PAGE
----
Is It Racist to Write Characters Who Speak Ebonics?

In the new Transformers movie, two of the robots — Skids and Mudflap — bicker in a “rap-inspired street slang” and it’s ruffling racism feathers. People are referring to these characters as the robotic Skip and Fetch.

I’ve not seen the movie, but I’ve certainly wrestled with this issue as a write. An editor once told me my depiction of two characters deep in the heart of Oakland (aka Oaktown) was racist because I had the two young thugs busting out Snoop Dawg slang. Frankly, I thought the editor — who taught at a private university — was suffering excessive PC-ism. I knew people talked like this. I’d heard it. I still hear it. I’d depicted other black characters who didn’t speak like that at all — just the two little wannabe gangstas. She’d not mentioned the other black characters at all. Perhaps she’d assumed they were white?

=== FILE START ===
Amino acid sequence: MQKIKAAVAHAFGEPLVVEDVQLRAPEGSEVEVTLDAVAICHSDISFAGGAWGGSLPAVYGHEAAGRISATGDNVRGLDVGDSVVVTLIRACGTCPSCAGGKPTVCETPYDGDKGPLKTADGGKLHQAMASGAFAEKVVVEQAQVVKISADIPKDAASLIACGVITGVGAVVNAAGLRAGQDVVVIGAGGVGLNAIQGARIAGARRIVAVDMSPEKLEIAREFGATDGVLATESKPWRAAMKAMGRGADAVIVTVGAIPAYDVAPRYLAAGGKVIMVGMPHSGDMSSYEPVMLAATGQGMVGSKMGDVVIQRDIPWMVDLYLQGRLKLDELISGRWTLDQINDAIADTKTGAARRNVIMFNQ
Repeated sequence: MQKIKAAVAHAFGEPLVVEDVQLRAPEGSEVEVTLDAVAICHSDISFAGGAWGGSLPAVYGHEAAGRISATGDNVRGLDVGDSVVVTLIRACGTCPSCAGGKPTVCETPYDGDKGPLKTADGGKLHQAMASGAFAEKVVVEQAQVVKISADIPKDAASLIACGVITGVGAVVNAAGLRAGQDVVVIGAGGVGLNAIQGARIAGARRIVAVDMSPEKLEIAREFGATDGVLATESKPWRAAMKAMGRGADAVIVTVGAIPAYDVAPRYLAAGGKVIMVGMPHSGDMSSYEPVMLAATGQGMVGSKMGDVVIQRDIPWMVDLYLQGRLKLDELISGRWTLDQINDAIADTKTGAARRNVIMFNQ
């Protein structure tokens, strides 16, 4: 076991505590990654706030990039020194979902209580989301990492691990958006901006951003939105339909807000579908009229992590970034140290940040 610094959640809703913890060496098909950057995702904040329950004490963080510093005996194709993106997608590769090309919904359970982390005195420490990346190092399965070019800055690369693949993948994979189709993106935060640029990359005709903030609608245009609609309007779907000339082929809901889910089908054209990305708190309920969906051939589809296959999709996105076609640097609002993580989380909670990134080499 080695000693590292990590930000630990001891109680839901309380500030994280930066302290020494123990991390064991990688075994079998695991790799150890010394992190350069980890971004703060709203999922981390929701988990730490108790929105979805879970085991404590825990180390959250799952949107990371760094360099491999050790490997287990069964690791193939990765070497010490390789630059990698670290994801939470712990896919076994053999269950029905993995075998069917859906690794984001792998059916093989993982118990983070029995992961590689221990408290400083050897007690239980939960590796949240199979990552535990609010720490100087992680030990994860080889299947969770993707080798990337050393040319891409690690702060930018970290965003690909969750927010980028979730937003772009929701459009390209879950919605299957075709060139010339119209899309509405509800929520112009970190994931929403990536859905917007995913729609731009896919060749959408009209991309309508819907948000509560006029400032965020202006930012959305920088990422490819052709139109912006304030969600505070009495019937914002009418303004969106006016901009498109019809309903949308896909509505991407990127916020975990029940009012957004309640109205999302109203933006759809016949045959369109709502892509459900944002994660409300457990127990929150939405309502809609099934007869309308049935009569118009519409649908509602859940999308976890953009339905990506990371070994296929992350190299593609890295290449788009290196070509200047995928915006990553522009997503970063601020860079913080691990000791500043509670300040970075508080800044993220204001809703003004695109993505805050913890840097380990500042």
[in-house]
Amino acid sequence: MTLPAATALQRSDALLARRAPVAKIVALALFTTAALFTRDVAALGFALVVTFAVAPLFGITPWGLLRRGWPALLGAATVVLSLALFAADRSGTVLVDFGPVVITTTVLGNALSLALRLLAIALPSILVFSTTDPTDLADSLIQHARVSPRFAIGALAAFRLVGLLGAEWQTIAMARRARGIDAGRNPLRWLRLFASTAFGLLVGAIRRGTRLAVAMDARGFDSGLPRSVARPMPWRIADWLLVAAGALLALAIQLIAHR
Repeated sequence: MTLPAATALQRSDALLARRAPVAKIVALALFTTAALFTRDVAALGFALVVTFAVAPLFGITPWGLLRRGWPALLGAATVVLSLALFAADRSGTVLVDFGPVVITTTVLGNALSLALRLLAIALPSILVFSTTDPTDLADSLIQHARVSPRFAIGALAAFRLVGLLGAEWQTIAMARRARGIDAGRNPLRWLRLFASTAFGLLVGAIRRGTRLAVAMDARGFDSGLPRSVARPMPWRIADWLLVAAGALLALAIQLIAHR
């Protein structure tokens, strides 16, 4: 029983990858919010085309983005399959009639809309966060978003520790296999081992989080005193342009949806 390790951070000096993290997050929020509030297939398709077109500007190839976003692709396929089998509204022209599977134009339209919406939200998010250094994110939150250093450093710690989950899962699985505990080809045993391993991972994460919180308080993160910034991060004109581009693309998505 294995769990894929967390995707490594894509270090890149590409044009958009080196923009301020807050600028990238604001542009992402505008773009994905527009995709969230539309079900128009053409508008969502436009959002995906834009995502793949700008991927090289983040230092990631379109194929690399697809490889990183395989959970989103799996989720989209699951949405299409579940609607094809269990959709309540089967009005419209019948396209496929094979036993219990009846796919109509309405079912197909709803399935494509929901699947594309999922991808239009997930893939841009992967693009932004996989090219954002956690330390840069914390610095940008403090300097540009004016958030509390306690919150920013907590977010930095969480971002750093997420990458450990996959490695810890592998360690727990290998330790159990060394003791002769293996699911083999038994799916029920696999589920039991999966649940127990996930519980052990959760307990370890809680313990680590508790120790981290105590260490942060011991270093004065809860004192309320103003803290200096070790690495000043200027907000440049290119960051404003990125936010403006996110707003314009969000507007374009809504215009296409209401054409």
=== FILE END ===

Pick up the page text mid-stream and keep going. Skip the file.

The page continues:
Is it ever okay to write a character like this? I wanted to show the range of people who populate the Bay Area. From the financially literate to the economically hopeless, from the upwardly educated to the desperate and violent. But are writers doomed to be censured for depicting people outside of their immediate cultural cadre?

Smilin’ is cheesin’, bleedin’ is leakin’
Beggin is bummin, if you nuttin you comin
Takin’ orders is sunnin’, an ounce of coke is a onion
A hotel’s a telly, a cell phone’s a celly
Jealous is jelly, your food box is your belly
To guerrilla mean to use physical force
You took a L, you took a loss
To show off mean floss, uh
I know you like the way I’m freakin’ it
I talk with slang and I’ma never stop speakin’ it…


Leave a Reply

This site uses Akismet to reduce spam. Learn how your comment data is processed.